The period of the 1940s, 1950s, 1960s, and 1970s were after all, a period in Southern Baptist and Kentucky Baptist history when theological moderates dominated both conventions. Many Southern Baptists, including many Kentucky Baptists, took some of the moderate professors at Louisville's Southern Baptist Seminary to task for their writings and teachings that seemed contrary to the long Baptist tradition of upholding the authority and reliability of the Scriptures. A case in point was when Southern Seminary professor Clyde Francisco re-wrote a commentary on Genesis in 1973 that conservatives thought incorporated some elements of higher criticism. The "Volume 1, Revised" Broadman Bible Commentary proved nearly as contentious as the controversial volume it had replaced. This and other controversies helped highlight theological differences on both the authority and interpretation of the Bible.10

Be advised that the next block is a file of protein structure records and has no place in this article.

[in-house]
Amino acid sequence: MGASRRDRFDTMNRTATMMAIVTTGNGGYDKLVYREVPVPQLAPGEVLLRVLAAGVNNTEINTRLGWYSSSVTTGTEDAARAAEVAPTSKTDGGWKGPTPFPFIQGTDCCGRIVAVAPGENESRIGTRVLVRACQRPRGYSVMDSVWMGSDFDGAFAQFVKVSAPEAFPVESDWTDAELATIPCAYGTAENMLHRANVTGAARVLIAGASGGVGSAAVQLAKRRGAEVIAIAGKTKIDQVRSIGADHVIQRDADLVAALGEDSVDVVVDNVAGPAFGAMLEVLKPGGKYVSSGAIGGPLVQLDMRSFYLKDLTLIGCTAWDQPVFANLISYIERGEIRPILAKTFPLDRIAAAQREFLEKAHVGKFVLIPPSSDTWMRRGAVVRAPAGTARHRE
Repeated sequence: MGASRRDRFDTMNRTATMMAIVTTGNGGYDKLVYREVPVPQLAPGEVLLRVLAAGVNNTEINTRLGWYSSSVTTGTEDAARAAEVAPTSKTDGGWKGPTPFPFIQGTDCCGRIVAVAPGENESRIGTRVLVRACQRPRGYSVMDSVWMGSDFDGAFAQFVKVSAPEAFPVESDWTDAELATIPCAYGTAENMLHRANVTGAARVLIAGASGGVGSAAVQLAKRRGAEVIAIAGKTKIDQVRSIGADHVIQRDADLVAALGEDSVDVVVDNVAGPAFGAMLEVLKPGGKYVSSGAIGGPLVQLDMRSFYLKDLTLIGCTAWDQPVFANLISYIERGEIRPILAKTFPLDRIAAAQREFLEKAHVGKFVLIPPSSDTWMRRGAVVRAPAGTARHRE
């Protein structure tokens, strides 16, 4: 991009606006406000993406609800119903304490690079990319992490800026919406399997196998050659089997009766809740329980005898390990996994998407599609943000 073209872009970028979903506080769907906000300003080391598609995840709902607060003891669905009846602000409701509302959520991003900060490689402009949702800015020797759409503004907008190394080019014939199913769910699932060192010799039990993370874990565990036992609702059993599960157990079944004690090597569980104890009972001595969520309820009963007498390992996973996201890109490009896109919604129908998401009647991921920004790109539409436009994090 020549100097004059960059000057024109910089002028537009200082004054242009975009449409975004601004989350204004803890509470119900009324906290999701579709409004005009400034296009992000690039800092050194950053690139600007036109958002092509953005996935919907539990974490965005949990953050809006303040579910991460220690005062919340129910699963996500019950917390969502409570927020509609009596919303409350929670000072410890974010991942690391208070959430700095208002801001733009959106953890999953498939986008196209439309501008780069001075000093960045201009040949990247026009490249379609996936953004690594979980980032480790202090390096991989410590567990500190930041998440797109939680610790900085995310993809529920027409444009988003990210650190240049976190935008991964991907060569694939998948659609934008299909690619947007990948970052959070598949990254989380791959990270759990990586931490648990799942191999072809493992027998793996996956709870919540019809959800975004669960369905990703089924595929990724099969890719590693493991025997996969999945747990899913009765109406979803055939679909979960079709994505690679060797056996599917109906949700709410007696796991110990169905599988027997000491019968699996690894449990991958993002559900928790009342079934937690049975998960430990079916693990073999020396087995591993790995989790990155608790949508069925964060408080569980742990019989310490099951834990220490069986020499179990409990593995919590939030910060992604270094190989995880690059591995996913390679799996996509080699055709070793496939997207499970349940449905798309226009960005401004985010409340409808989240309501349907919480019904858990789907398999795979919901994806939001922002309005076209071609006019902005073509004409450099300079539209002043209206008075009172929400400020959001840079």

By the 1970s many Southern Baptist and Kentucky Baptist conservatives began organizing to oppose what they saw as "Bible-doubting liberalism throughout [Seminary] classrooms and literature." A leader among these Southern Baptists was the Louisville pastor LaVerne Butler. Butler, who would later be named as president of Mid-Continent College (today university), helped spearhead at least two organizations pledged to combat those in the convention who cast doubt on the veracity of the Bible. For his efforts, 21st century Kentucky Baptist conservatives later acknowledged him as the "Godfather of the conservative resurgence in Kentucky."11


     Beginning in 1979 Southern Baptist conservatives elected every president of the Southern Baptist Convention right up to the present day. Rallying behind the cause of biblical inerrancy these conservatives championed the higher view of the Scriptures that the present Southern Baptist confession and previous Baptist confessions had stated was "infallible" or promoted "truth, without any mixture of error." Kentuckians like Butler and others supported this movement.